Limited though it was, the brief footnote on the NCVS “break in series” was made as a comment to a pair of sentences that provide a good starting point for fuller discussion:
The decision to include unbounded, first interviews in NCVS estimates was made as our panel was being established and assembled, and so we do not think it proper to second-guess it; we understand the fiscal constraints under which the decision was made. However, it serves as an example of a seemingly short-term fix with major ramifications, and it would have benefited from further study prior to implementation.
The maintenance of statistics on persons under correctional supervision in the United States dates back to the 1850 decennial census, giving corrections data the longest lineage of BJS data series. As discussed by National Research Council (2006:Sec. 3–D), the 1850 census was the first to give enumerators formal rules for determining residence. One of these was the specific direction to treat jailors and other superintendents of institutions as heads of “families,” counting prisoners under their supervision as members of the family; as the term was used in censuses of the period, “family” had no direct tie to blood relations. This practice continued in the next several censuses, with the 1880 and 1890 censuses introducing a special form for enumerators to record information on individual prisoners. In 1904, the newly permanent Census Bureau began the annual publication “Prisoners in State and Federal Institutions,” beginning to tally commitments to the institution in a calendar year rather than a single reference date (as in the decennial census). In a 1923 count, the Census Bureau began to count discharges from prison or jail, along with information on time served (Cahalan, 1986:1–2; see also Beattie, 1959). In 1950, authority for this annual collection was transferred to the Federal Bureau of Prisons (BOP), which in turn was transferred to the LEAA. Contracting with the Census Bureau as data collector, BJS has conducted the collection as the still-continuing National Prisoner Statistics (NPS) series since 1973.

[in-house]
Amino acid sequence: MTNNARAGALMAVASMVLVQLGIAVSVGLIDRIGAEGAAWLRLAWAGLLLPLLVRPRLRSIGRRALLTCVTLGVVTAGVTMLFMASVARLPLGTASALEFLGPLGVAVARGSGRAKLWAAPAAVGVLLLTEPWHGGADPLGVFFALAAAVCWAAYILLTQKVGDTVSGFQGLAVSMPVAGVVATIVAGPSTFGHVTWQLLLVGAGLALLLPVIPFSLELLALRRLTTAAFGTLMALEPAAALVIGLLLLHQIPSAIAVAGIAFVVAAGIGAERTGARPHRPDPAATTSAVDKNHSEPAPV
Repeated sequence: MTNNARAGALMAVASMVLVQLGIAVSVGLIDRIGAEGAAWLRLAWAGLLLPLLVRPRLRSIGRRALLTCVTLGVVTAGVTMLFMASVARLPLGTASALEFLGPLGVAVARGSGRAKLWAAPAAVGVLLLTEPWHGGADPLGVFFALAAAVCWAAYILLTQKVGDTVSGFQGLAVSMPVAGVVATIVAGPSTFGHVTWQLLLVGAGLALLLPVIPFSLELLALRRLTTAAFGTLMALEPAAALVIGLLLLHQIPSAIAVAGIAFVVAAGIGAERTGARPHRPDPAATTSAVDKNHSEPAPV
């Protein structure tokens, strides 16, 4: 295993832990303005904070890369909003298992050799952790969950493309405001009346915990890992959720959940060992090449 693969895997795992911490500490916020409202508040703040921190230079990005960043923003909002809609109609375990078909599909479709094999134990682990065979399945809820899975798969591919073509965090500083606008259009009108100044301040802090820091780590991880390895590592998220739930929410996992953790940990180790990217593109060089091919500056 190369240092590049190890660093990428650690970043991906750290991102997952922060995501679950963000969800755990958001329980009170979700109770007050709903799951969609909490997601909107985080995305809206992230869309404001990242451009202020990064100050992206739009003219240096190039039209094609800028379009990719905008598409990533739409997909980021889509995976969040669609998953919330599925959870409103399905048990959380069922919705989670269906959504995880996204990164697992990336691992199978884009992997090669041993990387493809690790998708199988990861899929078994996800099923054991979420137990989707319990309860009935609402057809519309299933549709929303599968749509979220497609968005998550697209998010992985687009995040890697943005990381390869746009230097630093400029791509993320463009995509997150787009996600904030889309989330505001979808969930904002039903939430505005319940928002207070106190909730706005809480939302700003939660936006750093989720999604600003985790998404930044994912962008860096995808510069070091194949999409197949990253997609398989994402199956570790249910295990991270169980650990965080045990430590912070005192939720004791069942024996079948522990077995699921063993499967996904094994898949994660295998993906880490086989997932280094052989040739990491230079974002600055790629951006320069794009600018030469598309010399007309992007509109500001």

Data on the correctional population has grown in importance and meaning, given the massive growth in that population since the 1970s; see Table 3-4. Counts of the prison population draw particular concern—tripling between 1980 and 1995 after decades of remarkable stability (Blumstein and Beck, 1999) before settling into slower rates of annual growth—as state governments have struggled to keep pace and develop facility capacity. In doing so, new and ever more varied styles of incarceration have developed, including use of privately built and operated facilities and community cor-